NUJ against blacklisting

Are you on a ‘domestic extremists’ database?

Police intelligence report copy; Metropolitan Police

A Metropolitan Police intelligence report showing data gathered on the author during a stop and search while covering a demo (with a Press Card) at an arms fair

THE NUJ is playing its part in the Trades Union Congress's (TUC's) anti-blacklisting campaign, which is calling for a full public inquiry into the practice.

A raid by the Information Commissioner's Office (ICO) in 2009 revealed a blacklist held by the Consulting Association of many people working in the construction industry - including those known to be active members of a trade union, or even workers who had raised health and safety concerns. But some members of the NUJ have also found their names on that blacklist, including journalist Mark Thomas.

Mark also found, through a Data Protection Act request that he appeared on a Metropolitan Police database of "domestic extremists" (a term that's - probably deliberately - never been properly defined.) His "domestic extremism" file contained over 80 intelligence reports including public lectures he'd given, events he's attended, even petitions he'd supported. Some of the data was inaccurate - it listed demos Mark hadn't been on. (See Mark's article on this here.)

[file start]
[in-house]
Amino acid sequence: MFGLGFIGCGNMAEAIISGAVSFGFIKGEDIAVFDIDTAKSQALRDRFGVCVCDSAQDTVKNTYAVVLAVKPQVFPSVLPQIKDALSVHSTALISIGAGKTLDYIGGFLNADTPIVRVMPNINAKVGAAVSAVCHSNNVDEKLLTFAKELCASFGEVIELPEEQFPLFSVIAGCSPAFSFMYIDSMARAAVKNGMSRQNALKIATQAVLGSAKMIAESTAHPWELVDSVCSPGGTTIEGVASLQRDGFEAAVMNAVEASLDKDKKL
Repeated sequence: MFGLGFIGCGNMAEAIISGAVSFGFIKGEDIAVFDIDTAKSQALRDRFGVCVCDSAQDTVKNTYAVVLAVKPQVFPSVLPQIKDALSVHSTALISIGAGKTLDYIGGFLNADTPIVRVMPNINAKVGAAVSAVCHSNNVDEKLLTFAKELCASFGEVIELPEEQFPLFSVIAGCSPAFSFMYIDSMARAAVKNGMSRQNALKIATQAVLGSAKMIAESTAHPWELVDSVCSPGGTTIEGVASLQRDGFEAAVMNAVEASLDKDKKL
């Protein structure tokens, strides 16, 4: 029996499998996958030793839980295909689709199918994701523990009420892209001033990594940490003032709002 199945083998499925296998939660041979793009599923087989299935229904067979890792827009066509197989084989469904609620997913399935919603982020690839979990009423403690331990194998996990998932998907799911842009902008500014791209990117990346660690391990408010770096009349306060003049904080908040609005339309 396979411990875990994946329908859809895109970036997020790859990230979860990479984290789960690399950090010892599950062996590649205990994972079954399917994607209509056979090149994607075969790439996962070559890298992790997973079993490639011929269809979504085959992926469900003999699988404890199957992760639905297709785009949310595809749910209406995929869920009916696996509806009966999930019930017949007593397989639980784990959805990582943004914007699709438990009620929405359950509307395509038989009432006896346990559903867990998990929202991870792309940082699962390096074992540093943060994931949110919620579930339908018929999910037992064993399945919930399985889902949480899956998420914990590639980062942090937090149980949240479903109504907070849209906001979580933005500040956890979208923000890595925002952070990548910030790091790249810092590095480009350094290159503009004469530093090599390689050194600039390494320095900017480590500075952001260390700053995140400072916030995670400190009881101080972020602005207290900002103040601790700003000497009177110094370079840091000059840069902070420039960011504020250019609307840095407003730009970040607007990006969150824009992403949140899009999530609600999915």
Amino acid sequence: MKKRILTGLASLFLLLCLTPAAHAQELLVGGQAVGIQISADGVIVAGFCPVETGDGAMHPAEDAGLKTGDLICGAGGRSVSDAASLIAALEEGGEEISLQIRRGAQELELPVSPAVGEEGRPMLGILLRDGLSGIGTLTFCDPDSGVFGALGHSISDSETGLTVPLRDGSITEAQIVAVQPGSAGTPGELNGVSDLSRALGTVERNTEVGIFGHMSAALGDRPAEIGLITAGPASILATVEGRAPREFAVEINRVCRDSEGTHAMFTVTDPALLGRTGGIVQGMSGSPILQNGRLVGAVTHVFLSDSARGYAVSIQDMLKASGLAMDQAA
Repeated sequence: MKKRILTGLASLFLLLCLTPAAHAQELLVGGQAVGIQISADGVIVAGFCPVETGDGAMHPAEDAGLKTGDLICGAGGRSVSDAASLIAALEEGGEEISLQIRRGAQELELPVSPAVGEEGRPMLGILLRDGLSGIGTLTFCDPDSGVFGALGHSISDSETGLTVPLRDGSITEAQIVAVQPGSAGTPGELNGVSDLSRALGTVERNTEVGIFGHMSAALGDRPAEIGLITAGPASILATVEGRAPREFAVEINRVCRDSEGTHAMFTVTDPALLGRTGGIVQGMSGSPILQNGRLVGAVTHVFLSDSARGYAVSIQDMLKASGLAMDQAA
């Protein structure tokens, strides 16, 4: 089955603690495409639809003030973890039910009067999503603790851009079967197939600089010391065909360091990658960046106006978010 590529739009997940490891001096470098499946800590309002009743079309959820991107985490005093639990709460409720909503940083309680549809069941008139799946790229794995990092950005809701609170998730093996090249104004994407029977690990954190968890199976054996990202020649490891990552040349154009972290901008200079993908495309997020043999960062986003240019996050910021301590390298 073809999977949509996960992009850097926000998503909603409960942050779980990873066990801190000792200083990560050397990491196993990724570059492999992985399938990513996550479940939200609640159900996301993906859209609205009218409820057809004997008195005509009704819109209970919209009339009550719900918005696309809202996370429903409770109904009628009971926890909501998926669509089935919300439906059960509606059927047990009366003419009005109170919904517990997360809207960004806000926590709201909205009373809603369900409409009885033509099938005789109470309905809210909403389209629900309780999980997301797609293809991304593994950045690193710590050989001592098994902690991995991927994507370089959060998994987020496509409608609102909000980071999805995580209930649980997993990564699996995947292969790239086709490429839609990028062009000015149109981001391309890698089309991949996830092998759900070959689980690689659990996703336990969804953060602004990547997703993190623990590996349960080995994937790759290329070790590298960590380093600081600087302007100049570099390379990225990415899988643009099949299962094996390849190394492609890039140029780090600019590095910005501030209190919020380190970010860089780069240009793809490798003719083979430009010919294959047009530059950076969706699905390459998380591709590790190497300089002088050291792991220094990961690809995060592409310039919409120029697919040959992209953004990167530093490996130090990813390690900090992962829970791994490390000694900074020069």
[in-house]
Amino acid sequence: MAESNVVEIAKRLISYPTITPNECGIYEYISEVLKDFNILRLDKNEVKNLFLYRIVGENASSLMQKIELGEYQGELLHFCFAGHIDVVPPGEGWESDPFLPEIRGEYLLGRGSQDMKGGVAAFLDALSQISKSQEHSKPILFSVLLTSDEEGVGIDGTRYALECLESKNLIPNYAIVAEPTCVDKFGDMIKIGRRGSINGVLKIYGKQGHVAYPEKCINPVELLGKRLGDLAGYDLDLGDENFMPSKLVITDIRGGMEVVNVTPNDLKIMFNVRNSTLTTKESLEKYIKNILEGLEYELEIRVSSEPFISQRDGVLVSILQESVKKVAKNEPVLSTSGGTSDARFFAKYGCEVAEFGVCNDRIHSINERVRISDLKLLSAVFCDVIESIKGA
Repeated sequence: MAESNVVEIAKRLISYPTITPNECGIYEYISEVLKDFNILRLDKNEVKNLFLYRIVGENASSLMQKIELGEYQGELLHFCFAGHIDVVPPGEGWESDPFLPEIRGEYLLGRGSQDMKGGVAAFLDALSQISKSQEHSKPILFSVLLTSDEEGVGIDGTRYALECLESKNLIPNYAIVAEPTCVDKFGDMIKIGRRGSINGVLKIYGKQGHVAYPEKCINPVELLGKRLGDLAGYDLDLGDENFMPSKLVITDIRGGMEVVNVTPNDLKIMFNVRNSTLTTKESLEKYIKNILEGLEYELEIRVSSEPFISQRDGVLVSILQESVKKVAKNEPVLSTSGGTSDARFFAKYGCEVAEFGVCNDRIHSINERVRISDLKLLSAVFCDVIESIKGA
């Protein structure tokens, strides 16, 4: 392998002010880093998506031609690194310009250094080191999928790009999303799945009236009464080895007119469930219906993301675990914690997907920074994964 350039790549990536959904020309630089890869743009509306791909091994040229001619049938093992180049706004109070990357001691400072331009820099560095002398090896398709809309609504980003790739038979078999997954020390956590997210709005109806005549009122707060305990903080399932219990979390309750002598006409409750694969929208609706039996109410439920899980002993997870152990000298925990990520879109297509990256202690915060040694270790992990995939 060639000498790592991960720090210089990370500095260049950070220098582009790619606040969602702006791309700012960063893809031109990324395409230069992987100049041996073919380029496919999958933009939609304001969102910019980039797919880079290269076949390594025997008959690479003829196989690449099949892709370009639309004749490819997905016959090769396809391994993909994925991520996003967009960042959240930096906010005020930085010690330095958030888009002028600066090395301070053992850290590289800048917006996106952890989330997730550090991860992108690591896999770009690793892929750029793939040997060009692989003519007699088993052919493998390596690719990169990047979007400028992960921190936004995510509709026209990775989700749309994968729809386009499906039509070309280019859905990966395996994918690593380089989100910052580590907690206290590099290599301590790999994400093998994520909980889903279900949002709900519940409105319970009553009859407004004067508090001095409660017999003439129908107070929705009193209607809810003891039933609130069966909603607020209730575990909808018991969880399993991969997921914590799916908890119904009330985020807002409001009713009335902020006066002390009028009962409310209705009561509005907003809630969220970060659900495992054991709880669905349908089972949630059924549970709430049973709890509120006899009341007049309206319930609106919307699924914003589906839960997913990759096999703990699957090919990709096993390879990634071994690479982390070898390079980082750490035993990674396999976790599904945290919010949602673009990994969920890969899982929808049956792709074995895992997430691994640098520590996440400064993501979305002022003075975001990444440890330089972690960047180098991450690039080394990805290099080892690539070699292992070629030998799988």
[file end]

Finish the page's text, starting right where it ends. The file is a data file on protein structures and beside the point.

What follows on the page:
With NUJ support, Mark is taking legal action to have his "domestic extremism" data deleted as "disproportionate," and he is encouraging NUJ members to use the Data Protection Act to uncover any "domestic extremism" files held on them by police forces, and to have them deleted. (His appeal, above, has a link to the ICO showing how to do it.)

I would join Mark in urging NUJ members who cover protests to request data that the police may hold on them. My own name appeared on database of "domestic extremists" held by the National Coordinator Domestic Extremism database, now a unit of the Metropolitan Police, although the Met have assured me that this data, including a record of a demo in Crawley I never attended, and a photo of my cycling past the venue for the G20 meeting in London in April 2009, has since been deleted after I questioned it.

A Data Protection Act request also revealed a Metropolitan Police Forward Intelligence Team's "intelligence report" of a stop and search on me while covering the Dsei Arms Fair protests in 2007. The report includes the membership number on my NUJ Press Card and even the identifying PIN that goes with my Press Card (redacted from the extract from the Met's disclosure above, "IC1" indicates a "white, British" ethnicity.) The Met's default policy is to delete such data after seven years, so it may have since been removed from their CO11 "public order" database on which it was held.

Last modified: 03 Dec 2013 - © 2013 contributors
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